Baucus, Enzi Introduce Bill to Overhaul Medical Malpractice
Bill speeds resolution of claims, improves patient safety, curbs premium costs for doctors
Washington, DC – U.S. Senators Max Baucus (D.-Mont.) and Mike Enzi (R-Wyo.) today
introduced legislation that encourages states to develop, implement and evaluate new and better ways to deal with medical malpractice cases. The current system of tort litigation does little to improve patient safety, while causing doctors’ malpractice insurance premiums to skyrocket.
The Fair and Reliable Medical Justice Act of 2007 will allow states to craft tailored, brand-new
alternatives that will speed the resolution of disputes, make patients safer, and maintain access to affordable, quality health care.
“Dealing with the medical malpractice crisis is a real balancing act. Making the system saner will bring doctors’ malpractice insurance premiums down, and that will lower costs for everyone. But any changes to medical malpractice laws must put patient safety first, and ensure fair and fast compensation to those who are hurt by medical errors,” Baucus said. “If we can move beyond the broken process used today, patients won’t lose access to affordable care when doctors raise their rates or even move away to find cheaper malpractice premiums. Doctors can be more forthcoming when mistakes are made, and everyone can have more faith in the health care system. ”
“Our medical litigation system urgently needs first-aid,” Senator Enzi said. “We ought to lend a hand to the states and encourage them to create alternatives that would be more fair and predictable for both patients and healthcare providers. It’s time for a change. Although it is important that injured patients are compensated for injuries in a fast, fair way, when someone has a medical emergency they want to see a doctor in a hospital room, not a court room.”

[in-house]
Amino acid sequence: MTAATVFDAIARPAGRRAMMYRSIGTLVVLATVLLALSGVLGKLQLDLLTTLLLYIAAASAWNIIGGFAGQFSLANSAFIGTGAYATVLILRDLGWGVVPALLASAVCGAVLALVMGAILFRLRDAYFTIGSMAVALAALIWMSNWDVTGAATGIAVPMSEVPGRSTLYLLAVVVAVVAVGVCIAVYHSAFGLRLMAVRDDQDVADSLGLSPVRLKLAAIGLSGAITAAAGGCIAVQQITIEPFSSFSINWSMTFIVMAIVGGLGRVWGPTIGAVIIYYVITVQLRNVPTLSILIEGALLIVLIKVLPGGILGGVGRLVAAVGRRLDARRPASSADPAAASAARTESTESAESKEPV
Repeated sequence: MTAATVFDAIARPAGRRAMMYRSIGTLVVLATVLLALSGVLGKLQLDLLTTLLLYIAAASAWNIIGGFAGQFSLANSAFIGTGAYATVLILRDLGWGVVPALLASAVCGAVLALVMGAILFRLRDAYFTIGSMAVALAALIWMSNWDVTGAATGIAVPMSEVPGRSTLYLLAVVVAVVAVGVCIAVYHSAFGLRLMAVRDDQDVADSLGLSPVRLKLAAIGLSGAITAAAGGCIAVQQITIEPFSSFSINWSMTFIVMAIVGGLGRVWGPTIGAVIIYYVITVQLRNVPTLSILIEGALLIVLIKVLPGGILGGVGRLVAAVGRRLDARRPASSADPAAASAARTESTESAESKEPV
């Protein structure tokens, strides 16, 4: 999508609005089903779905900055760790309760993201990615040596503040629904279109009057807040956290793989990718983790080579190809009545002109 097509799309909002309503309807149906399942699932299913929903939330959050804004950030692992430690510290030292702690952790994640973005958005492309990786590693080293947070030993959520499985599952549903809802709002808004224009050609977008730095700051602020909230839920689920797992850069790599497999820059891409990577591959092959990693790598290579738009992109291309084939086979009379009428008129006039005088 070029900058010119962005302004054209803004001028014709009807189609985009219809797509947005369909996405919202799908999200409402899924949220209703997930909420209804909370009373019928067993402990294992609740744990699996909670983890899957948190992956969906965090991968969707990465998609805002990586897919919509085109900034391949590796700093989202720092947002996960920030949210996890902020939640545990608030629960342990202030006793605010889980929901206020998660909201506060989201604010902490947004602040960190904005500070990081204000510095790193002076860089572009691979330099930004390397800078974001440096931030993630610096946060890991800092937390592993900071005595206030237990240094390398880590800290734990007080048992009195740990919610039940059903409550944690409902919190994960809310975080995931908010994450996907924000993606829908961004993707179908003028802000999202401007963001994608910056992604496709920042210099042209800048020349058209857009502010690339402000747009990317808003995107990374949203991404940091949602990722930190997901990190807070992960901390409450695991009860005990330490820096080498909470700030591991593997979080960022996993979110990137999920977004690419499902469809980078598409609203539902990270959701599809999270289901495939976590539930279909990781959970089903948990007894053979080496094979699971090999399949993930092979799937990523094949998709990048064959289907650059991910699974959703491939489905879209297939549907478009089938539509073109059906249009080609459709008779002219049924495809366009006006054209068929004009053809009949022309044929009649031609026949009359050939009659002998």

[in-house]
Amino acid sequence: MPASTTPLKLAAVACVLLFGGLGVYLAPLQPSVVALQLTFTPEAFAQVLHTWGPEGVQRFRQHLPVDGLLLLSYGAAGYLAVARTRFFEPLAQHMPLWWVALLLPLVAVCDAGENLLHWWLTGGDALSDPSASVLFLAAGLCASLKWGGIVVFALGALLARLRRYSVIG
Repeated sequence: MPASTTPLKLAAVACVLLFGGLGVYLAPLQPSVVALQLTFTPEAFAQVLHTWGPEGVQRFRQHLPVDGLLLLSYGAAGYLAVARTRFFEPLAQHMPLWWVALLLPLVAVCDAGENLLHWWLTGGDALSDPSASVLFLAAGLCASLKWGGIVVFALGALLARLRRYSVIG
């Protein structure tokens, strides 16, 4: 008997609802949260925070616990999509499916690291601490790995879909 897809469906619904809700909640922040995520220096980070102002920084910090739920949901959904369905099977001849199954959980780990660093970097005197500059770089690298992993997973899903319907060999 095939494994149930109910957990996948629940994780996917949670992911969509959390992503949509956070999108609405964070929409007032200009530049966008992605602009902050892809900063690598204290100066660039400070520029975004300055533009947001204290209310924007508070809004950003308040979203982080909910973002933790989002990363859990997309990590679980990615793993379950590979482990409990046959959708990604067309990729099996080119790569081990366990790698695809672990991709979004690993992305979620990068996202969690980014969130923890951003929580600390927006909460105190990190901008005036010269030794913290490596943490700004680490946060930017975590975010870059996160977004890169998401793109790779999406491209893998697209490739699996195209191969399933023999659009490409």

The Baucus-Enzi bill will fund ten pilot projects for states proposing new methods of resolving medical malpractice claims and reducing medical errors. A panel of experts, created and headed
by the Government Accountability Office, will choose among state proposals and report back to
Congress on the effectiveness of the funded plans. To receive funding, states will have to show
how their plans will:
- provide prompt and fair dispute resolution
- encourage early disclosure of medical errors
- enhance patient safety
- improve the affordability of malpractice insurance for providers
- offer patients the chance to opt out of the alternative and litigate instead, and notify them of that option.
State plans must also be structured to collect and analyze patient safety data, to make sure the
program is working.
The bill is similar to legislation the Senators introduced together in the 109th Congress. However,
this year’s legislation makes a number of changes to increase flexibility for states seeking new
ways to deal with malpractice cases, to heighten emphasis on patient safety, and to provide Congress with greater oversight. Companion legislation is being introduced in the House by
Representatives Jim Cooper (D-Tenn.) and Mac Thornberry (R-Tex.).
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